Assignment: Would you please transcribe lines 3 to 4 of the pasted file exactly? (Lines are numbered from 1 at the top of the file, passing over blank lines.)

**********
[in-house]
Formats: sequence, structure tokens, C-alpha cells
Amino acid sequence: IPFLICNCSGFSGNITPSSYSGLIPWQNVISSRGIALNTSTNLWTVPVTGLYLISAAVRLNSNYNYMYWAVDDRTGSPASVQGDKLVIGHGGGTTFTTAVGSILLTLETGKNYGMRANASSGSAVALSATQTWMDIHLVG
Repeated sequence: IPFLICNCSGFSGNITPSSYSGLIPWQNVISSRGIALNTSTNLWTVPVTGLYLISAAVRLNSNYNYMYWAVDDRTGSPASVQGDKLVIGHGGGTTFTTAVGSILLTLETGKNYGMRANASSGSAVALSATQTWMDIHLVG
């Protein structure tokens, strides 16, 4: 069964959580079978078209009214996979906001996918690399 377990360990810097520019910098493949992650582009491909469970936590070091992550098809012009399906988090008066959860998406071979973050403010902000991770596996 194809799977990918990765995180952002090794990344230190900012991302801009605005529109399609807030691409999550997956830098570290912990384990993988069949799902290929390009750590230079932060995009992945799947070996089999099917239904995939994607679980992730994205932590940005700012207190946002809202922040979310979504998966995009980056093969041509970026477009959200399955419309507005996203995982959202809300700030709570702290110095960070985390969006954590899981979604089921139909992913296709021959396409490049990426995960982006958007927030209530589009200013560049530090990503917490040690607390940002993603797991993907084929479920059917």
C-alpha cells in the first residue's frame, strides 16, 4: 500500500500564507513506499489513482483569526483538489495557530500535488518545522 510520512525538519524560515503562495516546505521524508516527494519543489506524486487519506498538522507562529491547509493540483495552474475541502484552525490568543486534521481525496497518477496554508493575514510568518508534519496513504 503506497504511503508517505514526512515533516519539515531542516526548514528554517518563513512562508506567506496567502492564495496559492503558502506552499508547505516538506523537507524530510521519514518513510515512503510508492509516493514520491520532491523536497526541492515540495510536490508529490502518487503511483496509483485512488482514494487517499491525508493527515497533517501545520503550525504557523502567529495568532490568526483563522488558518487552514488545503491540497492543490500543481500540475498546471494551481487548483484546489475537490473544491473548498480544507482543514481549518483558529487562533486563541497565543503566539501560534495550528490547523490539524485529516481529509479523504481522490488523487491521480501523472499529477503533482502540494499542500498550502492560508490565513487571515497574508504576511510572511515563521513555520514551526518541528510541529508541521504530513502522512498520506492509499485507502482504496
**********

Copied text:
Amino acid sequence: IPFLICNCSGFSGNITPSSYSGLIPWQNVISSRGIALNTSTNLWTVPVTGLYLISAAVRLNSNYNYMYWAVDDRTGSPASVQGDKLVIGHGGGTTFTTAVGSILLTLETGKNYGMRANASSGSAVALSATQTWMDIHLVG
Repeated sequence: IPFLICNCSGFSGNITPSSYSGLIPWQNVISSRGIALNTSTNLWTVPVTGLYLISAAVRLNSNYNYMYWAVDDRTGSPASVQGDKLVIGHGGGTTFTTAVGSILLTLETGKNYGMRANASSGSAVALSATQTWMDIHLVG